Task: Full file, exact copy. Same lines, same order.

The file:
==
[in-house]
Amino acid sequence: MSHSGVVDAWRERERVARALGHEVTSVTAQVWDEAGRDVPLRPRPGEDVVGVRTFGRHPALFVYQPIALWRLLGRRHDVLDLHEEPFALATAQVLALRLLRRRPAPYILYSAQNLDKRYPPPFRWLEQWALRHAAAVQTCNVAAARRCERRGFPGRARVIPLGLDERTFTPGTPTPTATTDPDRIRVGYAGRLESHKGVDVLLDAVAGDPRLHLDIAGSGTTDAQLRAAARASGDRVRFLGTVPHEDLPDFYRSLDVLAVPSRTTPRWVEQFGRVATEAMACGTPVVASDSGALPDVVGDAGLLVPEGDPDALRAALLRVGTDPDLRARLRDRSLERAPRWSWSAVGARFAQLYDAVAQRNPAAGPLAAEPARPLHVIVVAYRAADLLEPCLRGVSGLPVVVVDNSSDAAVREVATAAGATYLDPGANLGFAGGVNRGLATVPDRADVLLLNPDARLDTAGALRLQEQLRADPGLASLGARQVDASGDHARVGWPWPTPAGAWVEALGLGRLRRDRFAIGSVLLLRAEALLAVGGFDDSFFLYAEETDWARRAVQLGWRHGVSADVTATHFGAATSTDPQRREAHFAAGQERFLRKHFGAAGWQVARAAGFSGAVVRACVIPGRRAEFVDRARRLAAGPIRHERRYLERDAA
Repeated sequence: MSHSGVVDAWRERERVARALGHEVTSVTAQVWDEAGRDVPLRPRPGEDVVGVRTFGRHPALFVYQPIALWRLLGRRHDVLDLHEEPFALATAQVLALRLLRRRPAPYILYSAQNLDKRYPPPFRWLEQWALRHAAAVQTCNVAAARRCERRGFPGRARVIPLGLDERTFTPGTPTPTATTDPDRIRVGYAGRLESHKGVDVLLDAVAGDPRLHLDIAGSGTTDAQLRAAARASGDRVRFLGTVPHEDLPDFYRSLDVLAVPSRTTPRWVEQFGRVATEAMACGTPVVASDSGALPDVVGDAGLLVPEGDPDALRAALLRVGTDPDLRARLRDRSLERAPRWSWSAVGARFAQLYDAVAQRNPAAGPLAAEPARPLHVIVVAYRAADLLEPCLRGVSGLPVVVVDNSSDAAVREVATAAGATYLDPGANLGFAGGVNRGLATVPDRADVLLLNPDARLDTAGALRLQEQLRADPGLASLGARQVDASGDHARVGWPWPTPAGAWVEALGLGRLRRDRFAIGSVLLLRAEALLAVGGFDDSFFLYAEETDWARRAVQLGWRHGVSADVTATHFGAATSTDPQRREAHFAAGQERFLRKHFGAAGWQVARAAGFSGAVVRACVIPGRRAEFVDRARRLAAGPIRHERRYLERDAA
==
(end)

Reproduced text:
[in-house]
Amino acid sequence: MSHSGVVDAWRERERVARALGHEVTSVTAQVWDEAGRDVPLRPRPGEDVVGVRTFGRHPALFVYQPIALWRLLGRRHDVLDLHEEPFALATAQVLALRLLRRRPAPYILYSAQNLDKRYPPPFRWLEQWALRHAAAVQTCNVAAARRCERRGFPGRARVIPLGLDERTFTPGTPTPTATTDPDRIRVGYAGRLESHKGVDVLLDAVAGDPRLHLDIAGSGTTDAQLRAAARASGDRVRFLGTVPHEDLPDFYRSLDVLAVPSRTTPRWVEQFGRVATEAMACGTPVVASDSGALPDVVGDAGLLVPEGDPDALRAALLRVGTDPDLRARLRDRSLERAPRWSWSAVGARFAQLYDAVAQRNPAAGPLAAEPARPLHVIVVAYRAADLLEPCLRGVSGLPVVVVDNSSDAAVREVATAAGATYLDPGANLGFAGGVNRGLATVPDRADVLLLNPDARLDTAGALRLQEQLRADPGLASLGARQVDASGDHARVGWPWPTPAGAWVEALGLGRLRRDRFAIGSVLLLRAEALLAVGGFDDSFFLYAEETDWARRAVQLGWRHGVSADVTATHFGAATSTDPQRREAHFAAGQERFLRKHFGAAGWQVARAAGFSGAVVRACVIPGRRAEFVDRARRLAAGPIRHERRYLERDAA
Repeated sequence: MSHSGVVDAWRERERVARALGHEVTSVTAQVWDEAGRDVPLRPRPGEDVVGVRTFGRHPALFVYQPIALWRLLGRRHDVLDLHEEPFALATAQVLALRLLRRRPAPYILYSAQNLDKRYPPPFRWLEQWALRHAAAVQTCNVAAARRCERRGFPGRARVIPLGLDERTFTPGTPTPTATTDPDRIRVGYAGRLESHKGVDVLLDAVAGDPRLHLDIAGSGTTDAQLRAAARASGDRVRFLGTVPHEDLPDFYRSLDVLAVPSRTTPRWVEQFGRVATEAMACGTPVVASDSGALPDVVGDAGLLVPEGDPDALRAALLRVGTDPDLRARLRDRSLERAPRWSWSAVGARFAQLYDAVAQRNPAAGPLAAEPARPLHVIVVAYRAADLLEPCLRGVSGLPVVVVDNSSDAAVREVATAAGATYLDPGANLGFAGGVNRGLATVPDRADVLLLNPDARLDTAGALRLQEQLRADPGLASLGARQVDASGDHARVGWPWPTPAGAWVEALGLGRLRRDRFAIGSVLLLRAEALLAVGGFDDSFFLYAEETDWARRAVQLGWRHGVSADVTATHFGAATSTDPQRREAHFAAGQERFLRKHFGAAGWQVARAAGFSGAVVRACVIPGRRAEFVDRARRLAAGPIRHERRYLERDAA